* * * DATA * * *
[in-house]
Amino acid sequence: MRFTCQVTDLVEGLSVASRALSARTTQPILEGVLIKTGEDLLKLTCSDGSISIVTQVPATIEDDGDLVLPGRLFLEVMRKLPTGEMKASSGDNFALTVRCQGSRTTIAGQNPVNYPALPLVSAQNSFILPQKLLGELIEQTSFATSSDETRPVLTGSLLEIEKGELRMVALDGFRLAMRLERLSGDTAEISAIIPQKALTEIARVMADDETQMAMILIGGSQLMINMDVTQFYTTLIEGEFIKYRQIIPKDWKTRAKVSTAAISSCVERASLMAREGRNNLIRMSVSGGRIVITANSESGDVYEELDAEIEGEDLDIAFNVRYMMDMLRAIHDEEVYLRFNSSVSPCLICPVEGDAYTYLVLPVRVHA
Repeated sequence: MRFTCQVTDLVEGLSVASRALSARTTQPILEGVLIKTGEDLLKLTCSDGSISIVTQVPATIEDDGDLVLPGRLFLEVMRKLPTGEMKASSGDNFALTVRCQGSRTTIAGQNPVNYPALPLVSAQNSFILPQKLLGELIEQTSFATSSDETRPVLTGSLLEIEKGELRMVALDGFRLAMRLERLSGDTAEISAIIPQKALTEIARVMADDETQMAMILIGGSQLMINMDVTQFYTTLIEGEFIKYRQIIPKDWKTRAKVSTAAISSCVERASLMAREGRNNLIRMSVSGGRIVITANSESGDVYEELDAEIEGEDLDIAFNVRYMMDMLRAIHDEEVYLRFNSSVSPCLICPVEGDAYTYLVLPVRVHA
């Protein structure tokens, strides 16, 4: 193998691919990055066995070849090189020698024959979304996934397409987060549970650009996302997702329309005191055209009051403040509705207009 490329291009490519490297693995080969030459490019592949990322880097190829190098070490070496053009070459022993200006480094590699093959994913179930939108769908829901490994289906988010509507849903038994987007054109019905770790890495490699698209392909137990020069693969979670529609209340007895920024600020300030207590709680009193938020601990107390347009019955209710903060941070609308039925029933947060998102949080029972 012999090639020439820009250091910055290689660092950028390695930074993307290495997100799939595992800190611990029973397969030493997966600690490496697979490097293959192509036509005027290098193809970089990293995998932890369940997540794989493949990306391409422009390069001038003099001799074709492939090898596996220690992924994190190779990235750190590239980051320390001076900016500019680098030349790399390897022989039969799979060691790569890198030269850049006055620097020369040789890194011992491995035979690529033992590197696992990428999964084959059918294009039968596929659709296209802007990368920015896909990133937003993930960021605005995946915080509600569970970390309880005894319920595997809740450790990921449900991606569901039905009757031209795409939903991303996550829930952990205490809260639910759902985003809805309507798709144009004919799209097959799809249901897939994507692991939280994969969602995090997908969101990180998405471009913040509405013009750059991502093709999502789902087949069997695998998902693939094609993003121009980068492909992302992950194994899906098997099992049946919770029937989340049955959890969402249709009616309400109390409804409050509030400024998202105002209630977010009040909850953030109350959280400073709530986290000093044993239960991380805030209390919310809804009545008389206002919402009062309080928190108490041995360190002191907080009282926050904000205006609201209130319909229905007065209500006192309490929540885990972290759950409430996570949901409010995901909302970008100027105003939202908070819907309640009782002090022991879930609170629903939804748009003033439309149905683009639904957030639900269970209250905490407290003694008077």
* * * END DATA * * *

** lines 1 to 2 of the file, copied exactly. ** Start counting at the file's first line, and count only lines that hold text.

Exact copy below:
[in-house]
Amino acid sequence: MRFTCQVTDLVEGLSVASRALSARTTQPILEGVLIKTGEDLLKLTCSDGSISIVTQVPATIEDDGDLVLPGRLFLEVMRKLPTGEMKASSGDNFALTVRCQGSRTTIAGQNPVNYPALPLVSAQNSFILPQKLLGELIEQTSFATSSDETRPVLTGSLLEIEKGELRMVALDGFRLAMRLERLSGDTAEISAIIPQKALTEIARVMADDETQMAMILIGGSQLMINMDVTQFYTTLIEGEFIKYRQIIPKDWKTRAKVSTAAISSCVERASLMAREGRNNLIRMSVSGGRIVITANSESGDVYEELDAEIEGEDLDIAFNVRYMMDMLRAIHDEEVYLRFNSSVSPCLICPVEGDAYTYLVLPVRVHA